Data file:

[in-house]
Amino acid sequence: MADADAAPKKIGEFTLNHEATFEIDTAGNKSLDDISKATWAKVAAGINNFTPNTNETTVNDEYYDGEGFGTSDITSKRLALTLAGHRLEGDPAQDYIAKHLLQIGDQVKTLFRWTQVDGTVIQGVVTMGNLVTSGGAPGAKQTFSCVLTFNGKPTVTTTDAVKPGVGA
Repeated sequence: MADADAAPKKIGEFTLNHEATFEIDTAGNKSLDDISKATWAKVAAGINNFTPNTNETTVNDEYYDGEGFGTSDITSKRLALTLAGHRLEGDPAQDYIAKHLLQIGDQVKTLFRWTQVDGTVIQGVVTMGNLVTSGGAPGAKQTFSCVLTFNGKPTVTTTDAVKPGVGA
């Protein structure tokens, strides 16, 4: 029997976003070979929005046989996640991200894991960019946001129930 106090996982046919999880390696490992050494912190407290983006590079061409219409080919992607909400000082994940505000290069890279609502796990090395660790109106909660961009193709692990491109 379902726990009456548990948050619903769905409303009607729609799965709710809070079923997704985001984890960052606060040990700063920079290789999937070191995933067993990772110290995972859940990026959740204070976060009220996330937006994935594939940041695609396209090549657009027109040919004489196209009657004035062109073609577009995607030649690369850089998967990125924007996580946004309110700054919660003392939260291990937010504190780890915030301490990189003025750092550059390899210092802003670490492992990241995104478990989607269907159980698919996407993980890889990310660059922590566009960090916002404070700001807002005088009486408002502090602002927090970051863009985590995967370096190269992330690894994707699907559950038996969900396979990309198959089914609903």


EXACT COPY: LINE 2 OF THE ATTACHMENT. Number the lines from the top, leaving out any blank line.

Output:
Amino acid sequence: MADADAAPKKIGEFTLNHEATFEIDTAGNKSLDDISKATWAKVAAGINNFTPNTNETTVNDEYYDGEGFGTSDITSKRLALTLAGHRLEGDPAQDYIAKHLLQIGDQVKTLFRWTQVDGTVIQGVVTMGNLVTSGGAPGAKQTFSCVLTFNGKPTVTTTDAVKPGVGA